Monday, November 18, 2019
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Energy diversification: Back to Cold War?

It looks like the same old story. Following the Russian-Western countries’ standoff over Urania, the Cold War jargon of limiting reliance over Russian gas supplies has put in place a European plan to diversify the source of its energy supplies.
Oil and gas have been the prime hard currency earner for Moscow even during the height of the Cold War and despite efforts by the then Reagan administration back in the 1980s to sway its European allies from getting deep into business deals with what Reagan called the “Empire of evil.”
However, despite these efforts, Moscow actually cut off gas supplies twice in 2006 and 2009 supposedly over the price dispute, which raised alarming bells in many European capitals, but the European Union (EU) in general continues to get one-third of its gas supplies from Russia with credible signals that it could increase in future reaching probably 80 percent in two decades. Norway provides another third and Qatar some 10 percent.
The EU has been trying hard to diversify and the British government circulated a paper last week to help the debate on such an approach with Prime Minister David Cameroon convinced that Moscow needs European markets more than the EU needs Russian gas.
“We should be looking at long-term energy diversification, security and resilience right across Europe and that is something which we will enthusiastically pursue,” said Cameron, whose country imports virtually no Russian gas.
But quarter of the gas used by the EU comes from Russia, accounting for 53 percent of Russia’s annual gas exports, with $24 billion (17 billion euros) a year. The point to remember here is the significance of price, which is the main concern of buyers, more than the ideological argument. And that is why the diversification plan does not call for a complete cut off or a phased out approach to gas supplies from Russia.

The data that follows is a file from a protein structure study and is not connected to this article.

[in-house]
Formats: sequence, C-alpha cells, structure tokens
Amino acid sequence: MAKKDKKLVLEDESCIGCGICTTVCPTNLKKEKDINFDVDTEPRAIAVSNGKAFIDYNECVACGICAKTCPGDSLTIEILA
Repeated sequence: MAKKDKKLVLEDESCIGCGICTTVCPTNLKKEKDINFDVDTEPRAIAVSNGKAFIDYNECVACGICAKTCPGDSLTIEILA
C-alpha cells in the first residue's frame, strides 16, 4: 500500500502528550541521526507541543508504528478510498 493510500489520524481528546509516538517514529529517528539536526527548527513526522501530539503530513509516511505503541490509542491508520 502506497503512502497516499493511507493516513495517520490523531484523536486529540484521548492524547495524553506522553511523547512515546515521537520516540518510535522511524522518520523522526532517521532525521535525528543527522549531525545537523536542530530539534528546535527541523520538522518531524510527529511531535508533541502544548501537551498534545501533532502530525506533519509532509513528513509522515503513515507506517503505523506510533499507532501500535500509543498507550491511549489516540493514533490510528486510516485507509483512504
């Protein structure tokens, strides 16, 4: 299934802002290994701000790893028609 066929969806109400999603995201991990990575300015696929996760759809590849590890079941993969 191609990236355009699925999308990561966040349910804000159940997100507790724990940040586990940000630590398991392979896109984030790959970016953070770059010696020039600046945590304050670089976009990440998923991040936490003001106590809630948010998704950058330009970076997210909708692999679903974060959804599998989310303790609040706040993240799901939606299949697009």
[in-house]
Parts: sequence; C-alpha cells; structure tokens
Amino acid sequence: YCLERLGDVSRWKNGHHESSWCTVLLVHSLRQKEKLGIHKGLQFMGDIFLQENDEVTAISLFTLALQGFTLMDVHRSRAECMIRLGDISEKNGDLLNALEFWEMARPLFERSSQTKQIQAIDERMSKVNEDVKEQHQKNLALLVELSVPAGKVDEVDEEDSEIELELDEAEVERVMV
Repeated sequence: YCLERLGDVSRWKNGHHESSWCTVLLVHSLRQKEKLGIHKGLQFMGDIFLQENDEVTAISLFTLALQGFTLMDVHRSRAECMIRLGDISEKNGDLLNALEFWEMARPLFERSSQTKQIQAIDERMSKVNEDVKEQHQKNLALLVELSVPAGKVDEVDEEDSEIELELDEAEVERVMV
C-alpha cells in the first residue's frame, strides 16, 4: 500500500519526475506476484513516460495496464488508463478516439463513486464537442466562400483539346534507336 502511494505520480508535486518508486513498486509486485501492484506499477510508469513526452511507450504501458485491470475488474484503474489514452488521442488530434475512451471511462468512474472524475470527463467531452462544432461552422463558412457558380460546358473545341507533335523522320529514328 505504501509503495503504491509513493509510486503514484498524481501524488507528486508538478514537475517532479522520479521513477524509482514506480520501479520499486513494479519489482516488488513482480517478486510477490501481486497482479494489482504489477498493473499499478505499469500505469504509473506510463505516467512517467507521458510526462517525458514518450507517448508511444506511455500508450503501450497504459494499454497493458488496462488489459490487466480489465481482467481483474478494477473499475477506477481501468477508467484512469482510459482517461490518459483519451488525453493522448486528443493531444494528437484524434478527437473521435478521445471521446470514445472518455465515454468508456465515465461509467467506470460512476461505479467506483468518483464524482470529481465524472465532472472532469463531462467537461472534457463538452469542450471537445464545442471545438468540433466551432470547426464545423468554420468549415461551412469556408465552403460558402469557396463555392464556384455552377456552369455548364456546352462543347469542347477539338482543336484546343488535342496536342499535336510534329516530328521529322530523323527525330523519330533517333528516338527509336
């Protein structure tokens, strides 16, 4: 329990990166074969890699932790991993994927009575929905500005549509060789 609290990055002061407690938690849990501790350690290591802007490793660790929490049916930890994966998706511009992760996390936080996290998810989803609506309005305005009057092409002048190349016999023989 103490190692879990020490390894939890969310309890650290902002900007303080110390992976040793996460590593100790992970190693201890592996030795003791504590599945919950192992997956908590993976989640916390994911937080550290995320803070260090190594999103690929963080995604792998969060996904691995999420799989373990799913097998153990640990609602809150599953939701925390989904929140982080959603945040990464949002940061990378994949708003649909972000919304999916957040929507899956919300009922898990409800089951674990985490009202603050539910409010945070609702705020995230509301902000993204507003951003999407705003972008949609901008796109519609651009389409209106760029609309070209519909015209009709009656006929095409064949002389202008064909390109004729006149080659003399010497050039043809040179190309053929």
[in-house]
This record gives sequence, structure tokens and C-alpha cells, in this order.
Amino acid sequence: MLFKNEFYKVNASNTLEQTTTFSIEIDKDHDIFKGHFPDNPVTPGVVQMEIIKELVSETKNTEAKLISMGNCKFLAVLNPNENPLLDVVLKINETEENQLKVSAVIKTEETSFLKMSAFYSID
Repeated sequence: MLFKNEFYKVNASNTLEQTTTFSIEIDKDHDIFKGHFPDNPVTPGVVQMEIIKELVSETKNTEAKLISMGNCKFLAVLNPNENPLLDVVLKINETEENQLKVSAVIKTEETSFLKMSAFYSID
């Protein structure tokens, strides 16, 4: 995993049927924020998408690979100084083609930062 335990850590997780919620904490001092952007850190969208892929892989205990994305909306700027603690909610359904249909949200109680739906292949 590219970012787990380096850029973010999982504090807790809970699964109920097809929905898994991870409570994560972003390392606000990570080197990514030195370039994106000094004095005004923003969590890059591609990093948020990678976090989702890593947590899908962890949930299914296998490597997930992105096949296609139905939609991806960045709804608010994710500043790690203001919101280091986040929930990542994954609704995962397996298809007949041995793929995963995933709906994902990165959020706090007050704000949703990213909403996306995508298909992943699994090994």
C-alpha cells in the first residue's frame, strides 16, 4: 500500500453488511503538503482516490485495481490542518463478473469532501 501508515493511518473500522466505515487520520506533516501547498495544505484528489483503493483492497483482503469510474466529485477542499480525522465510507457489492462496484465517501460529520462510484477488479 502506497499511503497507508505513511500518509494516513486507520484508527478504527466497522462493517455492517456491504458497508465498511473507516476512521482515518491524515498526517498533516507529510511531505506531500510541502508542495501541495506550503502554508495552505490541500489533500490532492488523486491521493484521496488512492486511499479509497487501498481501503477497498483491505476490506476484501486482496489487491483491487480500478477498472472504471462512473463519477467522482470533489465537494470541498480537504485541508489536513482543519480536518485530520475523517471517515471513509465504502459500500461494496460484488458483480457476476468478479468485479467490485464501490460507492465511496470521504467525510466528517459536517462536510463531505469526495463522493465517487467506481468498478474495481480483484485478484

It pointed to the possibility of increasing the Qatari supplies, open up with Iraq and encourage the US to export shale gas, though first shipment from this particular source will not reach Europe before next year at the earliest.
In addition, the newly discovered gas in the Mediterranean particularly in Israel, Cyprus and Turkey may provide a new source of supply though three to four years for that option to materialize in a credible way.
However, this issue of diversification with its various angles bring two points for more discussion: The first relates to the shale gas industry and whether European countries are in the mood to invest seriously into the fracking technology and whether even in the United States such growing need could be met given the limitation surrounding the newly found source of supplies.
For instance, EU members like France, Bulgaria and others have restrictions on fracking, while others namely Britain and Poland are pushing to develop their resources. So there is quite a policy difference in this respect that has to be reconciled first if a regional approach is to be developed.
Still the most important development to watch is when a team of deep water engineers will start drilling later this year in the hostile Arctic Ocean. Those teams belong to the US company ExxonMobil and its Russian counterpart state-owned Roseneft.
The move is part of a $500 billion joint venture formed three years ago with ambitious goals that include, among other things, fracking shale fields in Siberia, drilling in the Black Sea and constructing a gas export terminal in eastern Russia.
Forging ahead with such mammoth projects that need decades to complete will test clearly whether there will be a go back to the Cold War days, or whether the world has gotten into a new era. The determining factor is how ExxonMobil sees itself and its interest, generated more from inside the United States or overseas.
If words by former ExxonMobil CEO Lee Raymond are any guide, his company’s interests no longer overlap with those of the United States. He was quoted as saying: “I’m not a US company, and I don’t make decisions based on what is good for the United States.”
The conclusion to draw from this and ExxonMobil as well as Chevron’s ambitious projects in Russia is that these companies now operate in a fully globalized environment, not one dictated by the Cold War agenda and mentality. How such new reality will play with hawkish members in Washington remains to be seen.

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